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Chinese people and the Immigration Restriction Act

Williams, M. Chinese Settlement in New South Wales 1999

The Immigration Restriction Act extended itself further than the NSW Acts, to Hong Kong and beyond' by fining shipping companies £100 for every illegal immigrant carried to an Australia port. The result was that Chinese people in Hong Kong could not purchase a ticket to Australia without either a valid CEDT or a letter from the Collector of Customs stating that they would be admitted, 'on being satisfactorily identified'. People eligible as 'domiciles' would give their CEDTs to agents, often branches of the Sydney based stores, who would purchase steamer tickets for them. After 1912 the merchant class could use passports issued by the Chinese government. However, most Chinese people continued to be dependent upon the stores for all aspects of their dealings under the Immigration Restriction Act.

While the various restrictions on Chinese immigration attempted to control people's lives they also left open many opportunities for manipulation as well as circumvention, opportunities more easily taken up by merchants and those with money. For the bulk of market gardens this meant that their wives, present or future, would remain in the villages regardless of circumstances. In this way legal restrictions acted to reinforce existing patterns and to prevent, or at least slow, change.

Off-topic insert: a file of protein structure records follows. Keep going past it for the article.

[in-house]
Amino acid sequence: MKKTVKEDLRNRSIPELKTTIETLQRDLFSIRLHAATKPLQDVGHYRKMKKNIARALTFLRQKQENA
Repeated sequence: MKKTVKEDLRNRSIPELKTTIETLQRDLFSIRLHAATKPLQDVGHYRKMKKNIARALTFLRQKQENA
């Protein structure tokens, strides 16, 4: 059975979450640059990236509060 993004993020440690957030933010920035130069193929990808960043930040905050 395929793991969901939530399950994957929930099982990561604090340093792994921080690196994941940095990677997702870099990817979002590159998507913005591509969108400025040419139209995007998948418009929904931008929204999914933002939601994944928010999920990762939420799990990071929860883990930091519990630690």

Under pre-Federation NSW law, the children and wives of Chinese people naturalised as New South Welshmen were exempt from the £100 poll tax and could enter freely. This was reduced by the 1901 Immigration Restriction Act to only the wives of merchants and after 1903 even these people could obtain temporary entry only. Extensions could be sought and a temporary stay sometimes converted into a permanent one. The substitute and assistant provisions of the Act offered even further opportunities. Eligibility was defined by turnover and a judgement that the position required a Chinese person to do it. This also meant that those with businesses were in a better position to bring family members, or at least fellow villagers, than the average market gardener. It also meant that if a person lost their job they were liable to deportation, a continuation of the bonded employment previously ensured by the credit ticket system.